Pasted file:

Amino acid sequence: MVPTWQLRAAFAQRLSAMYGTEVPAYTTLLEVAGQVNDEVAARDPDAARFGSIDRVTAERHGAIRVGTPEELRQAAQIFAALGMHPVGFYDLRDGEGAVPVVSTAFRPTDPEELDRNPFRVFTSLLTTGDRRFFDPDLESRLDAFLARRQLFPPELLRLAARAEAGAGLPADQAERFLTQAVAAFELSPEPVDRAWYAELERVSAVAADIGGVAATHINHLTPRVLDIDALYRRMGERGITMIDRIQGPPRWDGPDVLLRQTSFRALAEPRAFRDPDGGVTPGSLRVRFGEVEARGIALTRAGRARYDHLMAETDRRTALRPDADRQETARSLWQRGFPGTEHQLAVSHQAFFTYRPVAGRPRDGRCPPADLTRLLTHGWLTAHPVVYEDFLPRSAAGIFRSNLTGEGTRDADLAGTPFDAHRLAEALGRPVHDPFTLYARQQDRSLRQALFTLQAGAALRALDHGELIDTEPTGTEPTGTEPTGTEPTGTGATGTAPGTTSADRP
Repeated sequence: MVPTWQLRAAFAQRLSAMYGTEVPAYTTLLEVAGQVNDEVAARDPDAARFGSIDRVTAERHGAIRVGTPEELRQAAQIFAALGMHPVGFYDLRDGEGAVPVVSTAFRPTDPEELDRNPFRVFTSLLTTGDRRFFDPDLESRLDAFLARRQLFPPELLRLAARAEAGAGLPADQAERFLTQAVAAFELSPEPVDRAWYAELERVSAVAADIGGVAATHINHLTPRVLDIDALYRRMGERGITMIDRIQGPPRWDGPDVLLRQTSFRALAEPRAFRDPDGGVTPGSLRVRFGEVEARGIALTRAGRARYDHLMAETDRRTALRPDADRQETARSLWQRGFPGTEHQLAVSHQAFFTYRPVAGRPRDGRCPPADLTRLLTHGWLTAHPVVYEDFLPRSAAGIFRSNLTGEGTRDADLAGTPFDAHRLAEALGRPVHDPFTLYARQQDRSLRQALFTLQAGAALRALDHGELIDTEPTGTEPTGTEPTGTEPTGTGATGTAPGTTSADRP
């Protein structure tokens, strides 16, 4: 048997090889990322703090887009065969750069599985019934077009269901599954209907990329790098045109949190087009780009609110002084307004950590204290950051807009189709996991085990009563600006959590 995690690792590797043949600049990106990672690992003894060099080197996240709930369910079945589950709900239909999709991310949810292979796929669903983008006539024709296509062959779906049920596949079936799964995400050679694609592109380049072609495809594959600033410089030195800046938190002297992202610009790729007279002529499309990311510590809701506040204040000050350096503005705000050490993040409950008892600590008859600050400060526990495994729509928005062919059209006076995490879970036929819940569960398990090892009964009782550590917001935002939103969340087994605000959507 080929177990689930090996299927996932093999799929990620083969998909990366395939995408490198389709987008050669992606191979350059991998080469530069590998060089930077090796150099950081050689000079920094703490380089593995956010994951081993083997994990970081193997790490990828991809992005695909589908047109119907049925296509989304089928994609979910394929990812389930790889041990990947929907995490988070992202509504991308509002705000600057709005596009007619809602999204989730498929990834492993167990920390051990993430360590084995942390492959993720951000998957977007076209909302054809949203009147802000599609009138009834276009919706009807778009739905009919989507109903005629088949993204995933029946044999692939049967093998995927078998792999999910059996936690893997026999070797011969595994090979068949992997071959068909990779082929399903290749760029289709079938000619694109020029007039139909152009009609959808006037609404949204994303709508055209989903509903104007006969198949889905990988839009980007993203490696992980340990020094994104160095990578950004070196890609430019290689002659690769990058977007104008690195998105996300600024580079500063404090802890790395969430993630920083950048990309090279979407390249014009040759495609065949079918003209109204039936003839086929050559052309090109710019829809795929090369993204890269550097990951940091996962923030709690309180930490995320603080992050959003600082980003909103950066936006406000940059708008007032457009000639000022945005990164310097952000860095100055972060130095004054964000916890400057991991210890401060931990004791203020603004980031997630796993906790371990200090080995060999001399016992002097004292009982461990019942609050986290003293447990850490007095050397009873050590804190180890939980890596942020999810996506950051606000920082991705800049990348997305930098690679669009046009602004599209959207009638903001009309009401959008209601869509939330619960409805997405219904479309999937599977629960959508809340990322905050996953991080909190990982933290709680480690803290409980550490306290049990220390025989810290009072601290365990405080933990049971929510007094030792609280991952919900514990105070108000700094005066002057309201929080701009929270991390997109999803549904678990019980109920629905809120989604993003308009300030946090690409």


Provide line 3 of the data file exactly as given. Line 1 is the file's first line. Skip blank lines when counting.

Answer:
């Protein structure tokens, strides 16, 4: 048997090889990322703090887009065969750069599985019934077009269901599954209907990329790098045109949190087009780009609110002084307004950590204290950051807009189709996991085990009563600006959590 995690690792590797043949600049990106990672690992003894060099080197996240709930369910079945589950709900239909999709991310949810292979796929669903983008006539024709296509062959779906049920596949079936799964995400050679694609592109380049072609495809594959600033410089030195800046938190002297992202610009790729007279002529499309990311510590809701506040204040000050350096503005705000050490993040409950008892600590008859600050400060526990495994729509928005062919059209006076995490879970036929819940569960398990090892009964009782550590917001935002939103969340087994605000959507 080929177990689930090996299927996932093999799929990620083969998909990366395939995408490198389709987008050669992606191979350059991998080469530069590998060089930077090796150099950081050689000079920094703490380089593995956010994951081993083997994990970081193997790490990828991809992005695909589908047109119907049925296509989304089928994609979910394929990812389930790889041990990947929907995490988070992202509504991308509002705000600057709005596009007619809602999204989730498929990834492993167990920390051990993430360590084995942390492959993720951000998957977007076209909302054809949203009147802000599609009138009834276009919706009807778009739905009919989507109903005629088949993204995933029946044999692939049967093998995927078998792999999910059996936690893997026999070797011969595994090979068949992997071959068909990779082929399903290749760029289709079938000619694109020029007039139909152009009609959808006037609404949204994303709508055209989903509903104007006969198949889905990988839009980007993203490696992980340990020094994104160095990578950004070196890609430019290689002659690769990058977007104008690195998105996300600024580079500063404090802890790395969430993630920083950048990309090279979407390249014009040759495609065949079918003209109204039936003839086929050559052309090109710019829809795929090369993204890269550097990951940091996962923030709690309180930490995320603080992050959003600082980003909103950066936006406000940059708008007032457009000639000022945005990164310097952000860095100055972060130095004054964000916890400057991991210890401060931990004791203020603004980031997630796993906790371990200090080995060999001399016992002097004292009982461990019942609050986290003293447990850490007095050397009873050590804190180890939980890596942020999810996506950051606000920082991705800049990348997305930098690679669009046009602004599209959207009638903001009309009401959008209601869509939330619960409805997405219904479309999937599977629960959508809340990322905050996953991080909190990982933290709680480690803290409980550490306290049990220390025989810290009072601290365990405080933990049971929510007094030792609280991952919900514990105070108000700094005066002057309201929080701009929270991390997109999803549904678990019980109920629905809120989604993003308009300030946090690409």